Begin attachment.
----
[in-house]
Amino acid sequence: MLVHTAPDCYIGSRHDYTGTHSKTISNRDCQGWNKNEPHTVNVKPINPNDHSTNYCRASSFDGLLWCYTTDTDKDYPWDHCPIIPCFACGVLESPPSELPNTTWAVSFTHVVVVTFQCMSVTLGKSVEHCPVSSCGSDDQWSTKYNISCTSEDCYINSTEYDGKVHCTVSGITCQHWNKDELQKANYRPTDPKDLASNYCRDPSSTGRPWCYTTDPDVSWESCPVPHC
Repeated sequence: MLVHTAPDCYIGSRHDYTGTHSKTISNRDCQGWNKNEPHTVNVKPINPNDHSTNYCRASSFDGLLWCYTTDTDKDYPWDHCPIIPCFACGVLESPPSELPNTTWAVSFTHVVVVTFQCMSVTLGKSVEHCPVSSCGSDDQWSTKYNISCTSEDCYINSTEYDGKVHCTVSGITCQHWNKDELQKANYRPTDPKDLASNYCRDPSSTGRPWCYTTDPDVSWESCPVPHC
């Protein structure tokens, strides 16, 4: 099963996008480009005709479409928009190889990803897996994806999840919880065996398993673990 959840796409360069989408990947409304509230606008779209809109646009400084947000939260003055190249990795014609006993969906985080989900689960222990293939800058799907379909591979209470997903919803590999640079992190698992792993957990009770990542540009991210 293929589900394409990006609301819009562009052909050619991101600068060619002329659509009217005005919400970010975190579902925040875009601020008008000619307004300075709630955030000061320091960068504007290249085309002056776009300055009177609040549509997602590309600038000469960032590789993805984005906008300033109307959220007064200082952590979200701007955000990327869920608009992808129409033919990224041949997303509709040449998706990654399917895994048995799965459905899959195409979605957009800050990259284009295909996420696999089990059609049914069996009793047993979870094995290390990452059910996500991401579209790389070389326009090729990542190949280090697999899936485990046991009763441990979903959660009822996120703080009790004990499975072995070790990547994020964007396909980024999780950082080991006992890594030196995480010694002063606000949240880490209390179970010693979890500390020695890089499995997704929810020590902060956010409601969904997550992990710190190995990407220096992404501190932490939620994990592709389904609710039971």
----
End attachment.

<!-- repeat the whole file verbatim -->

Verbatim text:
[in-house]
Amino acid sequence: MLVHTAPDCYIGSRHDYTGTHSKTISNRDCQGWNKNEPHTVNVKPINPNDHSTNYCRASSFDGLLWCYTTDTDKDYPWDHCPIIPCFACGVLESPPSELPNTTWAVSFTHVVVVTFQCMSVTLGKSVEHCPVSSCGSDDQWSTKYNISCTSEDCYINSTEYDGKVHCTVSGITCQHWNKDELQKANYRPTDPKDLASNYCRDPSSTGRPWCYTTDPDVSWESCPVPHC
Repeated sequence: MLVHTAPDCYIGSRHDYTGTHSKTISNRDCQGWNKNEPHTVNVKPINPNDHSTNYCRASSFDGLLWCYTTDTDKDYPWDHCPIIPCFACGVLESPPSELPNTTWAVSFTHVVVVTFQCMSVTLGKSVEHCPVSSCGSDDQWSTKYNISCTSEDCYINSTEYDGKVHCTVSGITCQHWNKDELQKANYRPTDPKDLASNYCRDPSSTGRPWCYTTDPDVSWESCPVPHC
């Protein structure tokens, strides 16, 4: 099963996008480009005709479409928009190889990803897996994806999840919880065996398993673990 959840796409360069989408990947409304509230606008779209809109646009400084947000939260003055190249990795014609006993969906985080989900689960222990293939800058799907379909591979209470997903919803590999640079992190698992792993957990009770990542540009991210 293929589900394409990006609301819009562009052909050619991101600068060619002329659509009217005005919400970010975190579902925040875009601020008008000619307004300075709630955030000061320091960068504007290249085309002056776009300055009177609040549509997602590309600038000469960032590789993805984005906008300033109307959220007064200082952590979200701007955000990327869920608009992808129409033919990224041949997303509709040449998706990654399917895994048995799965459905899959195409979605957009800050990259284009295909996420696999089990059609049914069996009793047993979870094995290390990452059910996500991401579209790389070389326009090729990542190949280090697999899936485990046991009763441990979903959660009822996120703080009790004990499975072995070790990547994020964007396909980024999780950082080991006992890594030196995480010694002063606000949240880490209390179970010693979890500390020695890089499995997704929810020590902060956010409601969904997550992990710190190995990407220096992404501190932490939620994990592709389904609710039971």